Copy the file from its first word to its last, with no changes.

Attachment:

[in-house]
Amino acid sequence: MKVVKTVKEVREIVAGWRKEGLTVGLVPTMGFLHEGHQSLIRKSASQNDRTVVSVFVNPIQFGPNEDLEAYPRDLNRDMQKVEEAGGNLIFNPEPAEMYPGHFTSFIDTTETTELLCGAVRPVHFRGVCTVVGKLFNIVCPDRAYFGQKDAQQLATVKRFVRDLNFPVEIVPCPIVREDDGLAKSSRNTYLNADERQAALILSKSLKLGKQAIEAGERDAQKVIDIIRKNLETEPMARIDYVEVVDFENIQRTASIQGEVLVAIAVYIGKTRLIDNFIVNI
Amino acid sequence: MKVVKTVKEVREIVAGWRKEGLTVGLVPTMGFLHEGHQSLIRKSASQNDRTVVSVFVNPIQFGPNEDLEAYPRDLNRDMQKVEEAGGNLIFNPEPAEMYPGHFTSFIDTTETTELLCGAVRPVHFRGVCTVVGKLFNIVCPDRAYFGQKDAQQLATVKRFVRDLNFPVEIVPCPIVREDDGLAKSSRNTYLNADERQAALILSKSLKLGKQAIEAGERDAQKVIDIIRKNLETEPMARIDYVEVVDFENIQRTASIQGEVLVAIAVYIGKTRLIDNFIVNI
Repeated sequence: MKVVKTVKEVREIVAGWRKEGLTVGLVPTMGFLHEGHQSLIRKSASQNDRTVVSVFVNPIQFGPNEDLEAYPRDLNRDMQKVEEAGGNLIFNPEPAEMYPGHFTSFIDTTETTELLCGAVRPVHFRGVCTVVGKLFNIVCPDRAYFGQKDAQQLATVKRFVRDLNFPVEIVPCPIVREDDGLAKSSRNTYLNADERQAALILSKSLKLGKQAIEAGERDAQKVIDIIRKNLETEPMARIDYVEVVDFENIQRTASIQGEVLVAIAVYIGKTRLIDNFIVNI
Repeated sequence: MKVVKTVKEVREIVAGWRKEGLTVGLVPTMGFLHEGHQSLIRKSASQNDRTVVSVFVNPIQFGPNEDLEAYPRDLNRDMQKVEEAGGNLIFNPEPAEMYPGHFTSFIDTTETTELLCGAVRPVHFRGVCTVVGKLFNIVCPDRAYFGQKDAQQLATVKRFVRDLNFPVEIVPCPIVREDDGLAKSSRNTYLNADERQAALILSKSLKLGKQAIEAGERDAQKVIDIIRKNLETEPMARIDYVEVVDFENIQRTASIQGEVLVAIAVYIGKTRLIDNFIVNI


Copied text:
[in-house]
Amino acid sequence: MKVVKTVKEVREIVAGWRKEGLTVGLVPTMGFLHEGHQSLIRKSASQNDRTVVSVFVNPIQFGPNEDLEAYPRDLNRDMQKVEEAGGNLIFNPEPAEMYPGHFTSFIDTTETTELLCGAVRPVHFRGVCTVVGKLFNIVCPDRAYFGQKDAQQLATVKRFVRDLNFPVEIVPCPIVREDDGLAKSSRNTYLNADERQAALILSKSLKLGKQAIEAGERDAQKVIDIIRKNLETEPMARIDYVEVVDFENIQRTASIQGEVLVAIAVYIGKTRLIDNFIVNI
Amino acid sequence: MKVVKTVKEVREIVAGWRKEGLTVGLVPTMGFLHEGHQSLIRKSASQNDRTVVSVFVNPIQFGPNEDLEAYPRDLNRDMQKVEEAGGNLIFNPEPAEMYPGHFTSFIDTTETTELLCGAVRPVHFRGVCTVVGKLFNIVCPDRAYFGQKDAQQLATVKRFVRDLNFPVEIVPCPIVREDDGLAKSSRNTYLNADERQAALILSKSLKLGKQAIEAGERDAQKVIDIIRKNLETEPMARIDYVEVVDFENIQRTASIQGEVLVAIAVYIGKTRLIDNFIVNI
Repeated sequence: MKVVKTVKEVREIVAGWRKEGLTVGLVPTMGFLHEGHQSLIRKSASQNDRTVVSVFVNPIQFGPNEDLEAYPRDLNRDMQKVEEAGGNLIFNPEPAEMYPGHFTSFIDTTETTELLCGAVRPVHFRGVCTVVGKLFNIVCPDRAYFGQKDAQQLATVKRFVRDLNFPVEIVPCPIVREDDGLAKSSRNTYLNADERQAALILSKSLKLGKQAIEAGERDAQKVIDIIRKNLETEPMARIDYVEVVDFENIQRTASIQGEVLVAIAVYIGKTRLIDNFIVNI
Repeated sequence: MKVVKTVKEVREIVAGWRKEGLTVGLVPTMGFLHEGHQSLIRKSASQNDRTVVSVFVNPIQFGPNEDLEAYPRDLNRDMQKVEEAGGNLIFNPEPAEMYPGHFTSFIDTTETTELLCGAVRPVHFRGVCTVVGKLFNIVCPDRAYFGQKDAQQLATVKRFVRDLNFPVEIVPCPIVREDDGLAKSSRNTYLNADERQAALILSKSLKLGKQAIEAGERDAQKVIDIIRKNLETEPMARIDYVEVVDFENIQRTASIQGEVLVAIAVYIGKTRLIDNFIVNI